Wednesday, August 26, 2009

Teaching "Taming of the Shrew?"

I'm expected to teach "Taming of the Shrew" in a week or so. Anyone taught it before? Had any special successes with a certain lesson? Have any ideas that would be great fun?


Wednesday, August 19, 2009

Ideas gone wrong

Today was "Job Alike" day, which means that all teachers in my district with the same subject areas all meet together instead of just meeting with your own school. It's the only time of the year that I get to see the high school theatre teachers, and one of a handful of times I get to see the other middle school theatre teachers, so it's always something to look forward to.

The head of theatre for the district brought up my idea from last year about starting a non-competitive theatre festival. We had two issues preventing us from doing it. One was the lack of host venue: we simply couldn't find anyone to give us their theatre for a weekend. But it was also a scheduling problem. It's hard enough for each of us to coordinate a show schedule on our home campuses without interfering with music and athletic events; trying to coordinate with other campuses was logistically impossible.

But today, someone said, "Well, what if it wasn't full shows that we're trying to rehearse at the same time? If it's just monologues and scenes? Then we can work on them in class and fit the preparation into almost any schedule."

I tried to butt in and say that monologue and scene showcases are dumb, and boring, and aren't theatre. I mean, would the Steppenwolf or Guthrie add a monologue showcase for local actors into their season? No, because it's self-serving and masturbatory, and it's just not theatre. But I couldn't get a word in because someone else said, "Yeah, and instead of trying to get a theatre space, we can just do it in classrooms at one of the schools."

The bad advice just kept coming. "And the high school theatre teachers could judge them!" "And assign each one a grade, like at a choir UIL contest!" "Yeah, each kid can do their piece, and get a rating!"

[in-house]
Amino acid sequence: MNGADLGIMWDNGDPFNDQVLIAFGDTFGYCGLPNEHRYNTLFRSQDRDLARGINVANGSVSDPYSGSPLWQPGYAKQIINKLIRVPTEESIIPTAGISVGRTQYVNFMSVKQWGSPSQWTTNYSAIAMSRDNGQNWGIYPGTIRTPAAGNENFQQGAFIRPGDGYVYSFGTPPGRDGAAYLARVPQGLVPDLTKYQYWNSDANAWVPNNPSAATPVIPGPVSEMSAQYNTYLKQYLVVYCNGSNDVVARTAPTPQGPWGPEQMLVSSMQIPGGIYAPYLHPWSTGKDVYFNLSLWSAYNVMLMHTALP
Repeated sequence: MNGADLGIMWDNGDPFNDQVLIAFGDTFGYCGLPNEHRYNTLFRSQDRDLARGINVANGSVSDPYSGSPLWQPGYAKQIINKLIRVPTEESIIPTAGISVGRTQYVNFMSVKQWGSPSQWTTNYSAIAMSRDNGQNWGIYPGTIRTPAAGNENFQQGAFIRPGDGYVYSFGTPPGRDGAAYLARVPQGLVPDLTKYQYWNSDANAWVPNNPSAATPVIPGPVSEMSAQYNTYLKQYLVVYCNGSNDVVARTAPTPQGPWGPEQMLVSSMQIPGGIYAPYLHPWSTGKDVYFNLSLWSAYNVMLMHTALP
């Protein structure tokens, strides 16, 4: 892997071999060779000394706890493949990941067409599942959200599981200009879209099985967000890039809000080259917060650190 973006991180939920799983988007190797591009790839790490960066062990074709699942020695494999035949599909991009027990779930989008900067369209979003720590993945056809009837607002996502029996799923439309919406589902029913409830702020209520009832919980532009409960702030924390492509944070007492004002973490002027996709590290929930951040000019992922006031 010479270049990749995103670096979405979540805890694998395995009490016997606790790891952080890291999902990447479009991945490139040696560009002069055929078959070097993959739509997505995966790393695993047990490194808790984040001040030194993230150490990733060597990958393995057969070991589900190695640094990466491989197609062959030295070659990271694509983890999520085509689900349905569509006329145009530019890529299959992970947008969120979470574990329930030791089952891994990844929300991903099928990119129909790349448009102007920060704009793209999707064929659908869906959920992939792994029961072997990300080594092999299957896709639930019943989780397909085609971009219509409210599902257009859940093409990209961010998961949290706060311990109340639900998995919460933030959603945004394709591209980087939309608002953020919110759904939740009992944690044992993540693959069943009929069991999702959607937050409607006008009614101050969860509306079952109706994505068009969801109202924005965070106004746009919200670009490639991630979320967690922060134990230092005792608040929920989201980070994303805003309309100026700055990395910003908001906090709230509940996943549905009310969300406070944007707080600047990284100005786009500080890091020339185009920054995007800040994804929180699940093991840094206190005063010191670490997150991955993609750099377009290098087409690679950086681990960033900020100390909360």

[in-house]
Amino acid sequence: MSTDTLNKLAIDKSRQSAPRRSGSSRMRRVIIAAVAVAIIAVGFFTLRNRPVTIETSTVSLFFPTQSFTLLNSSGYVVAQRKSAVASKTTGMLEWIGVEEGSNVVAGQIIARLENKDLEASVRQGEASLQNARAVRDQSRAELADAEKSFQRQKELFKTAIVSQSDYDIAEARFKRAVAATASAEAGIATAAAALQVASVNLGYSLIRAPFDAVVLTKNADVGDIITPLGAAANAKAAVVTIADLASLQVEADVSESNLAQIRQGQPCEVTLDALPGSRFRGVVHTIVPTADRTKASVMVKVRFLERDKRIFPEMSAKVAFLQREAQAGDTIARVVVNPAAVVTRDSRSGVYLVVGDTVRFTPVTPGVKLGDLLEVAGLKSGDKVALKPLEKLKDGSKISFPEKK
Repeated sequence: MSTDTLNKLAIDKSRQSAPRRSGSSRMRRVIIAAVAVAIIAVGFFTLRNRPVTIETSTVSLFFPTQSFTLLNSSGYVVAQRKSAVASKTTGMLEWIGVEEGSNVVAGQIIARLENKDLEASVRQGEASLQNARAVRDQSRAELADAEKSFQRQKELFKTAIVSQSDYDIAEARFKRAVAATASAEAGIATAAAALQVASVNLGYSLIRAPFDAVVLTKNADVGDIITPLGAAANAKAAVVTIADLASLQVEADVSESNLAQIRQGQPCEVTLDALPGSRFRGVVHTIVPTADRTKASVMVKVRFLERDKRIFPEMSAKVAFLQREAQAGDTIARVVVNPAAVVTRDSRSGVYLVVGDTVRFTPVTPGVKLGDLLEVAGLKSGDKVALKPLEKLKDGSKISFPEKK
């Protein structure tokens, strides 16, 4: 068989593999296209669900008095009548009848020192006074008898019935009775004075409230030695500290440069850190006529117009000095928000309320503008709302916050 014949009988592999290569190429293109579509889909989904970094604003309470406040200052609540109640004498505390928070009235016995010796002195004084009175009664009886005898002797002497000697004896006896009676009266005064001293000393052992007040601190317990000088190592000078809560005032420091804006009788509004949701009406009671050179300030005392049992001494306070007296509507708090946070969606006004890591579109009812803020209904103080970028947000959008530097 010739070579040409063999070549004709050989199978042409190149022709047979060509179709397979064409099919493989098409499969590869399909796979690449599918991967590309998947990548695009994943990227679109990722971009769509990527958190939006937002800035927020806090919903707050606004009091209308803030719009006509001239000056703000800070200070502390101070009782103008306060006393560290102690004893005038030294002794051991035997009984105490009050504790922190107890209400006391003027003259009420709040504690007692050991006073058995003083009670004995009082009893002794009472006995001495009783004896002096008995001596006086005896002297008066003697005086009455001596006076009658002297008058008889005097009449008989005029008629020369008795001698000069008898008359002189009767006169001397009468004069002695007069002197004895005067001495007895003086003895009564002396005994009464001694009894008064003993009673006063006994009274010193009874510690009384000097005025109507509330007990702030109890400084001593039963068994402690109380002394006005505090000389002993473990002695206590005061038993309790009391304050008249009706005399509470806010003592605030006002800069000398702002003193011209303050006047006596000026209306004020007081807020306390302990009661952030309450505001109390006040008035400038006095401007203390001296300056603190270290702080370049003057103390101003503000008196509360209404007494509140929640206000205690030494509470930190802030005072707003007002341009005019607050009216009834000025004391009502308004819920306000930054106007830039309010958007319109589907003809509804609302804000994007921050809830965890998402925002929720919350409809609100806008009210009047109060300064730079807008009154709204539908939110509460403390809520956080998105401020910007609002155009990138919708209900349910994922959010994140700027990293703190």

So instead of doing actual theatre, we'll have dozens of kids desperately trying to disconnect with others, working alone, not seeing all the other performers, and getting judged. It's like a speech tournament, but even worse. At least a speech tournament has fun and silly events like TV Commercial and Pantomime, and you get a trophy for your trouble. This is beyond pointless.

The middle school teachers are getting together with the head of theatre in two weeks to discuss logistics for setting this up. I'm of two minds. I could say, "This is the opposite of working together to achieve a creative goal, which makes it the opposite of theatre. It's isolated, judgmental, and pointless, and I'm not going to devote a second of class time to train kids for something so worthless."

Or, I could say, "You want to do it when? Oh, we've got a meet-the-teacher thing that night. The next week? That's a choir concert, my kids will be busy. The week after? I'm going out of town, I'm sorry. The next month? That's the only time we can have auditions for our spring show, and we'll be busy all year after that."

So should I play this aggressive or passive?

Monday, August 17, 2009


Any ideas about teaching a combined beginning/advanced Drama (acting) class?

My plan with Advanced was to start with competition pieces (comp is 8 weeks into school) and do about 5 - 7 week units, each of which end in a showcase. My plan for Beginning was to develop technique and skills first, then artistry by working on scenes, monologue, reading/discussing plays, etc.